N.B. This article is by Craig Dunham and was originally published on the Scholar’s Blog.
Those who would argue that education is the solution to life’s problems do not adequately understand life’s problems. As Blaise Pascal once said, “The heart has its reasons of which reason knows nothing. Let us then strive to think well.”
Unfortunately, we in America don’t think well (if at all) when it comes to morals and virtues; we tend to talk more of choices and values. We become more known for our pragmatic and utilitarian practices than anything else, particularly when one considers how easily parents are willing to force their 18-year-old children to declare majors, rack up credentials, and hop through the hoops of so-called higher education.
Granted, one can argue that a good education is always useful, but it is also true that a useful education is not always good. Henry T. Edmondson III, writing in his book John Dewey and the Decline of American Education, clarifies:
“Aristotle criticizes the education of the Spartans precisely because their education was directed only toward ‘necessary and useful things,’ with little regard for what is ‘noble.’ In this light, it is notable that although historians grant the Spartans the respect they are due for their martial discipline, the same historians also note that the Spartans left no philosophical, literary, or political legacy, unlike their Athenian rivals.
Here we have a paradox: In making utility the chief goal of education, we sacrifice much of its usefulness. A merely utilitarian education is largely ineffectual precisely because it does not seek to make a student good, or at least to teach him what is good, or even to provide him with those principles that guide good behavior – all of which qualities are essential aspects of true utility” (80).
What’s a solution? This time, Edmondson references Plato:
“Plato explains that the central thrust of education must be to cultivate intellectual and moral virtue because ‘virtue…would be a certain health, beauty, and good condition of the soul’; without an education directed to the soul, the student will be left with ‘vice’ which is a ‘sickness, ugliness and weakness’ of the soul” (82).
When was the last time “the central thrust of education to cultivate intellectual and moral virtue” was the discussion at your school’s board meeting? Or at the state or national levels of our country’s education departments? It’s safe to say it hasn’t been because, without willingness to talk about, define, or embrace the idea of (and the responsibility to) an existent morality, there is no need to aspire to it. “Living according to our values” is about the closest we come, but this is just a politically-correct smokescreen for relativism and “I do what I want” kind of thinking.
American Founding Father Benjamin Franklin may seem as personally pragmatic as they come, but he at least acknowledged the existence, need for, and benefits of morality in a student’s education. Again, from Edmondson’s book:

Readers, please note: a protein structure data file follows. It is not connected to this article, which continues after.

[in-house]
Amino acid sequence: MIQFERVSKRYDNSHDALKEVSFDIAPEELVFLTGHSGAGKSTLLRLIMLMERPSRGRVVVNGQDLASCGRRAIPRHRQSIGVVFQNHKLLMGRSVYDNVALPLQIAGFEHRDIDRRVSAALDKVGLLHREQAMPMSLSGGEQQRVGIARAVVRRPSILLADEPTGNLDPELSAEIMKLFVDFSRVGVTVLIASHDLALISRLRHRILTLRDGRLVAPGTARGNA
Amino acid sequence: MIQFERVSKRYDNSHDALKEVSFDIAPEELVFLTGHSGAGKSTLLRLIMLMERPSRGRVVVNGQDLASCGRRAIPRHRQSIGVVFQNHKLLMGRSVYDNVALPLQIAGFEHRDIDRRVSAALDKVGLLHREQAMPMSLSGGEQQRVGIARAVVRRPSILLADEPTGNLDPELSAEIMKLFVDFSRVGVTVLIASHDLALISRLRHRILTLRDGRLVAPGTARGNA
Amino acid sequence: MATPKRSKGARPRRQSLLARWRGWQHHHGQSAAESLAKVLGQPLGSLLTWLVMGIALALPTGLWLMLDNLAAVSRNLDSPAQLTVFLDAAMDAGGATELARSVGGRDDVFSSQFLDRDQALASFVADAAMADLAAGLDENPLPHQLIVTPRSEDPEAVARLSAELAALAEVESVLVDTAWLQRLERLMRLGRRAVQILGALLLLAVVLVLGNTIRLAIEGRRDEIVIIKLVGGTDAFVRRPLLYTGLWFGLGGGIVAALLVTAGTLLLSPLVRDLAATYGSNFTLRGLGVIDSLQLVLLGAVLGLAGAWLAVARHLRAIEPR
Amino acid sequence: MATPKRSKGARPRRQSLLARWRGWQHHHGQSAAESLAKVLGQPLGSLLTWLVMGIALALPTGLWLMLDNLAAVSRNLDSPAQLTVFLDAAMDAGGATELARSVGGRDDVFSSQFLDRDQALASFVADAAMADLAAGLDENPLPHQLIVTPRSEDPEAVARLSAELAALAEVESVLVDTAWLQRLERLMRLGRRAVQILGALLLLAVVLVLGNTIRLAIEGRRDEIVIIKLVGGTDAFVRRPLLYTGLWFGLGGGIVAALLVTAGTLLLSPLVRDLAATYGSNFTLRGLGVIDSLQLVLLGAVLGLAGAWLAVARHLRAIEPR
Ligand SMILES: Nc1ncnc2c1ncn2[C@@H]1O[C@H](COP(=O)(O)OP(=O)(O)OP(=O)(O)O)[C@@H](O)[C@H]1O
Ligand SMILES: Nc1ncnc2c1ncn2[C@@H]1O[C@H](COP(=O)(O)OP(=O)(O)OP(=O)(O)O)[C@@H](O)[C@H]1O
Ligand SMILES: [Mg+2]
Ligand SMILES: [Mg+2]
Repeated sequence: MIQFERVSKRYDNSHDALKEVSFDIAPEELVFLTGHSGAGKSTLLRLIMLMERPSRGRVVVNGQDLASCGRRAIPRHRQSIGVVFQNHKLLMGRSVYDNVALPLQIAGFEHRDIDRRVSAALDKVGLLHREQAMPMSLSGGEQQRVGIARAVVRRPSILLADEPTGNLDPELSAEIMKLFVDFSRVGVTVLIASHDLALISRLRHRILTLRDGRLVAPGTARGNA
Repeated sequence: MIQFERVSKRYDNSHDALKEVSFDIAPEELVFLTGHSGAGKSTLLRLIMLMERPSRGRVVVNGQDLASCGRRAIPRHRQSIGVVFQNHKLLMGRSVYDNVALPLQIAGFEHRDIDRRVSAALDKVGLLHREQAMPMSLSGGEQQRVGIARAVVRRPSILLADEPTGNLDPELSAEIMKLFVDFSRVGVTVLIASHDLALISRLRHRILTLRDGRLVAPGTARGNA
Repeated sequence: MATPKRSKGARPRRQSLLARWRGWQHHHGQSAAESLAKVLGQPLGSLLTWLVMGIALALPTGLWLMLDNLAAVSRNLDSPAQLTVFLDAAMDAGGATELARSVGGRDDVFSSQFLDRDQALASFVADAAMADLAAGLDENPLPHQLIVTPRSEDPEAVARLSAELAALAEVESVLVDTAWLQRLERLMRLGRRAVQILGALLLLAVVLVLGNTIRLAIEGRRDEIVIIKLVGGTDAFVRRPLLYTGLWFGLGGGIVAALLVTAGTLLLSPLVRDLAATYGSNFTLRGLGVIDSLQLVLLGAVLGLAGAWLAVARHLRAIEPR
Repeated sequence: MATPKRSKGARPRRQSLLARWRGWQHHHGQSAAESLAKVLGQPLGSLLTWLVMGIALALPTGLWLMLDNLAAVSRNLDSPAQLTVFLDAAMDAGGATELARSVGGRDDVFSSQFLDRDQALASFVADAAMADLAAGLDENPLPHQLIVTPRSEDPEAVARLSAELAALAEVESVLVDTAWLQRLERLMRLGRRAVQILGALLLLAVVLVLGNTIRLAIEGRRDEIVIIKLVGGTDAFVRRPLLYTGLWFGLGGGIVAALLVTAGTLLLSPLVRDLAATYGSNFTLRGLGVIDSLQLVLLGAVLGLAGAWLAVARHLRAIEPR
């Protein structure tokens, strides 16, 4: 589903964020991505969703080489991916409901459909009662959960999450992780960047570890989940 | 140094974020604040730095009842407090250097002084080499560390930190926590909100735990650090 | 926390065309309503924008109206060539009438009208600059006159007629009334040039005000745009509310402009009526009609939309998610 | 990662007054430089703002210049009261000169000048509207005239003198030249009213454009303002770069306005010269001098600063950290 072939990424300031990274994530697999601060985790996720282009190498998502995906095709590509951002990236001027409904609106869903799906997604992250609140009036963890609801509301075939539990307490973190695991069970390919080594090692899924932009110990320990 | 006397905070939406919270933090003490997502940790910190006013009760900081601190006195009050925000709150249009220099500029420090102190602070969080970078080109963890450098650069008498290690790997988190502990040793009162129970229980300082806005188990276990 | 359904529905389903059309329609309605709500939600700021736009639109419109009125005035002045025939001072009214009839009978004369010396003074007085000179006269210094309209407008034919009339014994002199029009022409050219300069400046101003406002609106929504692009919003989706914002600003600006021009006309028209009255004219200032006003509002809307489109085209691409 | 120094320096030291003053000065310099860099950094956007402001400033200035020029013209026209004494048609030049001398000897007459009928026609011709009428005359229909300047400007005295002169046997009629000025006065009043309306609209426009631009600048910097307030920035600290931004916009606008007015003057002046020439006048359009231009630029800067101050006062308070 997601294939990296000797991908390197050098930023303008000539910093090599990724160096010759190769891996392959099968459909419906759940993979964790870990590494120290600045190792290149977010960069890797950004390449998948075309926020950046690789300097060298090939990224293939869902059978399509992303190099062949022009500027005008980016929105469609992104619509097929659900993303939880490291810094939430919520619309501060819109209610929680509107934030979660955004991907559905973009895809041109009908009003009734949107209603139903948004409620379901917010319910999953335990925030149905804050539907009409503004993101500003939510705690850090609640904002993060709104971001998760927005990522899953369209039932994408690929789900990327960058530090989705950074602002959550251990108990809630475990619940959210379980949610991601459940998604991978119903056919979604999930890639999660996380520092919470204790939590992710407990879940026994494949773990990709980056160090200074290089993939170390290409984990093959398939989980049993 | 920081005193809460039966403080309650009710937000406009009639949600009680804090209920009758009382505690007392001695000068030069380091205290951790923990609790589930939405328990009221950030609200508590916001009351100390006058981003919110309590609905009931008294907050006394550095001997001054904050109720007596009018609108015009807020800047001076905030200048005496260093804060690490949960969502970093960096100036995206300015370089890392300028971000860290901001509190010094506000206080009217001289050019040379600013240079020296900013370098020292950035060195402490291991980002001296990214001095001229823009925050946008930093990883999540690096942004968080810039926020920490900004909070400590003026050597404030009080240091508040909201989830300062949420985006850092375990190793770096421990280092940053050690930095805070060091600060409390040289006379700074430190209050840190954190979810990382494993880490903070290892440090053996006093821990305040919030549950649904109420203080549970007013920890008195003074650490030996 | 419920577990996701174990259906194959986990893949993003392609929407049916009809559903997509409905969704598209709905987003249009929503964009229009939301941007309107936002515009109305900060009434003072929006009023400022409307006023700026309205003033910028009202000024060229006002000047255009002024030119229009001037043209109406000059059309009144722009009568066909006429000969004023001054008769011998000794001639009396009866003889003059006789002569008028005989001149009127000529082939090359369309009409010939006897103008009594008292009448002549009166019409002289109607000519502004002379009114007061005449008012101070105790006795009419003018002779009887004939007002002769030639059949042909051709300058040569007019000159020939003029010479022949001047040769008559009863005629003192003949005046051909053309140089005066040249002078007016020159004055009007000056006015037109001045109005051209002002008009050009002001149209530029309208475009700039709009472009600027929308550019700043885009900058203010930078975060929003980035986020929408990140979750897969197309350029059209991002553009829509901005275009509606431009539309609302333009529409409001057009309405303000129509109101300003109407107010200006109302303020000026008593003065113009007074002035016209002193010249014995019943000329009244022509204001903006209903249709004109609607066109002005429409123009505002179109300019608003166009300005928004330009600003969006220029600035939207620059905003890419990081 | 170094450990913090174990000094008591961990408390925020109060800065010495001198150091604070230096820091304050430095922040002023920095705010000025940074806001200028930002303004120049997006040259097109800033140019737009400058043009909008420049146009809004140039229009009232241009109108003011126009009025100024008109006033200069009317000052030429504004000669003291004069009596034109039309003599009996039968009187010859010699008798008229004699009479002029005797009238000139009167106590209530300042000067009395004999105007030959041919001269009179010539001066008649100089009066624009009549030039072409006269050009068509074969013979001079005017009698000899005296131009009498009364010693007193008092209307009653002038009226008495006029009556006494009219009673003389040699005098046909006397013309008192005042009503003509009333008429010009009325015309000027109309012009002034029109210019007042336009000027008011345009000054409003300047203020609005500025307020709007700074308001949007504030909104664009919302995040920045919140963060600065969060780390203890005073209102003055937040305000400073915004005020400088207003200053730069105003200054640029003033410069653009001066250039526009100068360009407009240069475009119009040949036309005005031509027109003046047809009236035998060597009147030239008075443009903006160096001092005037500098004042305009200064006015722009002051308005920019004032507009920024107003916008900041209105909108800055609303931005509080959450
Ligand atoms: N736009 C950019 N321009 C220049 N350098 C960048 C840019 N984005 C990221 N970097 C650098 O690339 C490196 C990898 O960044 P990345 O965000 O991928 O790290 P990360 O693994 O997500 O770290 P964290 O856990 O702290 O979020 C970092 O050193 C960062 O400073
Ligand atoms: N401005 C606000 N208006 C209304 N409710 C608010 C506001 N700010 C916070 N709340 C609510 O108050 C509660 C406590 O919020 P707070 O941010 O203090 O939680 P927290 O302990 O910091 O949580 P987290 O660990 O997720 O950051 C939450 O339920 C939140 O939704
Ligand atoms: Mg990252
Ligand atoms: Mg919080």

“In spite of Franklin’s attraction to the useful and the innovative…he, like Jefferson, believed the moral goal of education to be the promotion of personal virtue. He once advised a friend in regard to character development: ‘Be studious in your profession, and you will be learned. Be industrious and frugal, and you will be rich. Be sober and temperate, and you will be healthy. Be in general virtuous, and you will be happy…We see, then, that Franklin’s approach to practical education is characterized by a focus on preparing the individual for private virtue, public civility, and personal success” (85, 88).
Could we say then that, if there is any room for pragmatism in education, it should be concerning what a student may or may not do with his or her education and not whether the education itself focuses on virtue and truth? Edmondson thinks so:
“When we speak of Franklin’s educational pragmatism, we mean that his principle interest was in preparing the pupil for the place for which he was best suited by attending to the development of his character and intellect. This is reminiscent of Plato’s animating educational principle in the Republic, in which individuals are prepared for that which nature has equipped them” (88-89).
As we think about the role (and goal) of moral formation in education, let us not fool ourselves into thinking that education without moral formation is enough. Indeed, our students may learn many things, but unless those many learned things form and transform them, they are no more human than a computer. Consider:
“The writer Flannery O’Connor was better acquainted than she would have cared to be with the trends of progressive education. She completed a major in ‘social sciences,’ but the best thing she could say about her major, she told friends, was that she could remember very little of what she had learned. ‘I have what passes for an education in this day and time,’ she writes, ‘ but I am not deceived by it’” (106).
Edmondson writes the prescription for what true education is and must include:
“What should a good educational philosophy look like? It should be based upon the wisdom of the ages combined with common sense and empowered by the best innovative practices available. Changing the course of American education will not be easy. It will take a fight and those so engaged must be morally and intellectually equipped for the task” (113).
Wisdom of the ages? Common sense? Best innovative practices available?
Classical Christian education anyone?